Colossians 2:6–7:
As ye have therefore received Christ Jesus the Lord, so walk ye in him: Rooted and built up in him, and stablished in the faith, as ye have been taught, abounding therein with thanksgiving.


It is self-evident that the Word of God is the doctrine of God. However, the Word of God is better characterized as the doctrine of Christ. Our heavenly Father is not the subject of his Word; that honor belongs to his Son. The redemptive work of Jesus Christ is the theme of every book of the Bible. Every sacrifice in the Old Testament, every ordinance and law was "a shadow of good things to come" in Christ (Heb. 10:1). Every precept of the New Testament helps us walk in the shadow of his cross. You cannot separate the doctrine of God from the doctrine of Christ. Any system of belief that is not rooted, grounded, and built up in Jesus Christ is patently false.

2 John 1:9:
Whosoever transgresseth, and abideth not in the doctrine of Christ, hath not God. He that abideth in the doctrine of Christ, he hath both the Father and the Son.

Furthermore, no Christian is to welcome into his home or bid fair journey to anyone who promotes a doctrine contrary to the doctrine of Christ, lest God hold them both accountable for participating in an evil deed.

vv. 10–11:
If there come any unto you, and bring not this doctrine, receive him not into your house, neither bid him God speed: For he that biddeth him God speed is partaker of his evil deeds.

Consider the magnitude of what we have just read! Anyone who does not abide in the doctrine of Christ "hath not God." Anyone who even wishes well to someone promoting a contrary doctrine is a partaker in "evil." Do we need any further exhortation to compel us to learn all we can about the doctrine of Christ?

Before we can abide in the doctrine of Christ, we must first know it. Thankfully, the path of discovery is clearly marked. The principles of the doctrine of Christ are plainly listed in the sixth chapter of Hebrews:

Hebrews 6:1–2:
Therefore leaving the principles of the doctrine of Christ, let us go on unto perfection; not laying again the foundation of repentance from dead works, and of faith toward God, Of the doctrine of baptisms, and of laying on of hands, and of resurrection of the dead, and of eternal judgment.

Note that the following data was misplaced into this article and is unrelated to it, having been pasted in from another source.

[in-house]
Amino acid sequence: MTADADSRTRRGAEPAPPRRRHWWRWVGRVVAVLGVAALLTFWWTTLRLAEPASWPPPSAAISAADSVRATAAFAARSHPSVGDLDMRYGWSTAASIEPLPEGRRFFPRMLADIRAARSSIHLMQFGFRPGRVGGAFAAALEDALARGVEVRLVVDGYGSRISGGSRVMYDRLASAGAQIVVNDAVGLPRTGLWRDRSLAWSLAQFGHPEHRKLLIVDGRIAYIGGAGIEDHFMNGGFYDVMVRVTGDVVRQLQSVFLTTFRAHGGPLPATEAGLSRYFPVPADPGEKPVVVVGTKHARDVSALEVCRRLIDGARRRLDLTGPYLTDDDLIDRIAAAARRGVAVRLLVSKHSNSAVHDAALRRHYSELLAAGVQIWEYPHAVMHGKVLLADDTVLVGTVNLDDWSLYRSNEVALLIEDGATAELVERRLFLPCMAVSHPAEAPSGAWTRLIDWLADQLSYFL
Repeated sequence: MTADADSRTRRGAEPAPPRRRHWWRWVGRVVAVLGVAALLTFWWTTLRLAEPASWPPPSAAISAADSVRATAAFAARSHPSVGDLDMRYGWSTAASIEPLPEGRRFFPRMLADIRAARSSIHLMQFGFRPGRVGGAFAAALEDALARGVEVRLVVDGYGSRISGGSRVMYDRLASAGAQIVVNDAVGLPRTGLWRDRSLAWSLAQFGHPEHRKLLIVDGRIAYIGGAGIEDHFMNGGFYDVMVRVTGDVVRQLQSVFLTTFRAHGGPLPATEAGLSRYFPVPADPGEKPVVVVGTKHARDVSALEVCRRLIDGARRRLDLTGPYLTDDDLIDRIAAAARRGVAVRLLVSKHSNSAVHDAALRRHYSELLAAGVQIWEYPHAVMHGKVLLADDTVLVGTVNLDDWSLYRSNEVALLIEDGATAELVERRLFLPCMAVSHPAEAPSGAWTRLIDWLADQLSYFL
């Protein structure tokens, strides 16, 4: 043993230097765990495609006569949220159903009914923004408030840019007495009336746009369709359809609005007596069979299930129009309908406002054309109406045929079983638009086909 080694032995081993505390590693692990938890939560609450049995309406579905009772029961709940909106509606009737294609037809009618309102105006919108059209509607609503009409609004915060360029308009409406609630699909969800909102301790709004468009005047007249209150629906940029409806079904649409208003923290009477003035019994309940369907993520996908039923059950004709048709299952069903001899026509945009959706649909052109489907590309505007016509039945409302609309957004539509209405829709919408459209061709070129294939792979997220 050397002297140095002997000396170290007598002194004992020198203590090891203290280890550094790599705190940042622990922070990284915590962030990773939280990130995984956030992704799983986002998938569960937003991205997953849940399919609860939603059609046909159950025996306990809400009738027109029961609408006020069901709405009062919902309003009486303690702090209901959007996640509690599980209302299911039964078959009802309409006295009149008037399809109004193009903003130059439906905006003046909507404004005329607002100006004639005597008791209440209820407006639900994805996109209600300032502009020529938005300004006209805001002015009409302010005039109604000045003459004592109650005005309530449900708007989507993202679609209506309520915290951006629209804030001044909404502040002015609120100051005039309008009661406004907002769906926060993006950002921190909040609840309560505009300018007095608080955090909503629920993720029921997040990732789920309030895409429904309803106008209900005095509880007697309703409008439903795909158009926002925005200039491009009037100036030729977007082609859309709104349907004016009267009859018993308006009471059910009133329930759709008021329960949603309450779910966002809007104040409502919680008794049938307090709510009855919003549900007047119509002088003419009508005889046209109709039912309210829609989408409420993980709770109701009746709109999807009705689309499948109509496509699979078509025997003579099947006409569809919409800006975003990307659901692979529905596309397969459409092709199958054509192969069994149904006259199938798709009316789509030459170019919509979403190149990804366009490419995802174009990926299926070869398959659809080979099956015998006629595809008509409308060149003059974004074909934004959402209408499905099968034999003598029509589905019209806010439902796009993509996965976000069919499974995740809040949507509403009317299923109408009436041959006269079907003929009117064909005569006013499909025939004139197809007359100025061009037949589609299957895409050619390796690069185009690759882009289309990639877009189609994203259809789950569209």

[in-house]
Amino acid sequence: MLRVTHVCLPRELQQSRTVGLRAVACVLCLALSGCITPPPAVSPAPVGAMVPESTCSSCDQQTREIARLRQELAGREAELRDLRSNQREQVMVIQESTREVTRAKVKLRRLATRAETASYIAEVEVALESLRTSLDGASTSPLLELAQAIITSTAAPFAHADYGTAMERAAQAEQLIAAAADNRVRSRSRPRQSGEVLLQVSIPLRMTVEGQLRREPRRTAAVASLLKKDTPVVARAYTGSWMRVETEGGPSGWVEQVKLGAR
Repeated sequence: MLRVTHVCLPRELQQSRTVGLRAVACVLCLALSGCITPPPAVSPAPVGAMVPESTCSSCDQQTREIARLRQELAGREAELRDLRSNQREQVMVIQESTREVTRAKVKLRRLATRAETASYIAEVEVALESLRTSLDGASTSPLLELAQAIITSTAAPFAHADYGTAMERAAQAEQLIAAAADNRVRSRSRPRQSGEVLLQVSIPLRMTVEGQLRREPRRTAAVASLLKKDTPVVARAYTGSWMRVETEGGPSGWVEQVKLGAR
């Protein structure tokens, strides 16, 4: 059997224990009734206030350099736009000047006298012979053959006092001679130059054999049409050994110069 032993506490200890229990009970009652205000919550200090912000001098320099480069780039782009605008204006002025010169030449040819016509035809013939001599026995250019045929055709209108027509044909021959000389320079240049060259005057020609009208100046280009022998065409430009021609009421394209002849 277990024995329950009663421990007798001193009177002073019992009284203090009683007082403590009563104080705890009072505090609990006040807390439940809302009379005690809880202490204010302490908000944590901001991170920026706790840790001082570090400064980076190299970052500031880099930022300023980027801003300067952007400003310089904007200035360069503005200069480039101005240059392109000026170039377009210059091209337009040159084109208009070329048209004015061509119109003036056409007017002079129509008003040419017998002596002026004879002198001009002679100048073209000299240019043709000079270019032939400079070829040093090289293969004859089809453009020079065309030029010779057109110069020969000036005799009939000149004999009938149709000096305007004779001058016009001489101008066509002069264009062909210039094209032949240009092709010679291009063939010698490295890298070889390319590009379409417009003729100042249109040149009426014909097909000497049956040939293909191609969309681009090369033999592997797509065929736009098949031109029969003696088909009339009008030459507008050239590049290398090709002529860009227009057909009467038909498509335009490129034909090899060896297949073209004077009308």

The principles of the doctrine of Christ are also called "the first principles of the oracles of God."

Hebrews 5:12:
For when for the time ye ought to be teachers, ye have need that one teach you again which be the first principles of the oracles of God; and are become such as have need of milk, and not of strong meat.

Shocking as this may be to those Christians who are unschooled in these concepts, these principles are considered the "milk" of the Word of God – prerequisite knowledge to any Bible teacher. These six principles are the foundation of true doctrine and proper Christian living:

1. Repentance from Dead Works
2. Faith toward God
3. The Doctrine of Baptisms
4. The Doctrine of Laying on of Hands
5. The Doctrine of Resurrection from the Dead
6. The Doctrine of Eternal Judgment

Once we are rooted and grounded in the six principles of the doctrine of Christ, we are ready to "go on unto perfection." This is the aim of the cross, Christian discipleship and all biblical education – that each one of us may stand before God "perfect in Christ Jesus."

Colossians 1:28:
Whom we preach, warning every man, and teaching every man in all wisdom; that we may present every man perfect in Christ Jesus:

To be "perfect in Christ Jesus" is to reach your full potential. Such perfection is possible because God’s way is perfect.

Psalm 18:30:
As for God, his way is perfect: the word of the LORD is tried: he is a buckler to all those that trust in him.

He makes our way perfect.

v. 32:
It is God that girdeth me with strength, and maketh my way perfect.

And he will bring to perfection all that is in our lives.

Psalm 138:8:
The LORD will perfect that which concerneth me: thy mercy, O LORD, endureth for ever: forsake not the works of thine own hands.

This perfection is a work of the Spirit and not of the flesh:

Galatians 3:3:
Are ye so foolish? having begun in the Spirit, are ye now made perfect by the flesh?

Nevertheless we must do our part. Spiritual growth is the result of cooperation between God and man. In order to reach this perfection our lives must be immersed in the doctrine, reproof, and correction of the Word of truth.

2 Timothy 3:16–17:
All scripture is given by inspiration of God, and is profitable for doctrine, for reproof, for correction, for instruction in righteousness: That the man of God may be perfect, throughly furnished unto all good works.

As we grow in understanding of THE PRINCIPLES OF THE DOCTRINE OF CHRIST, our lives will be rooted and grounded in a true foundation. As we master these principles, we will see Christ – and therefore the entire Bible – as never before.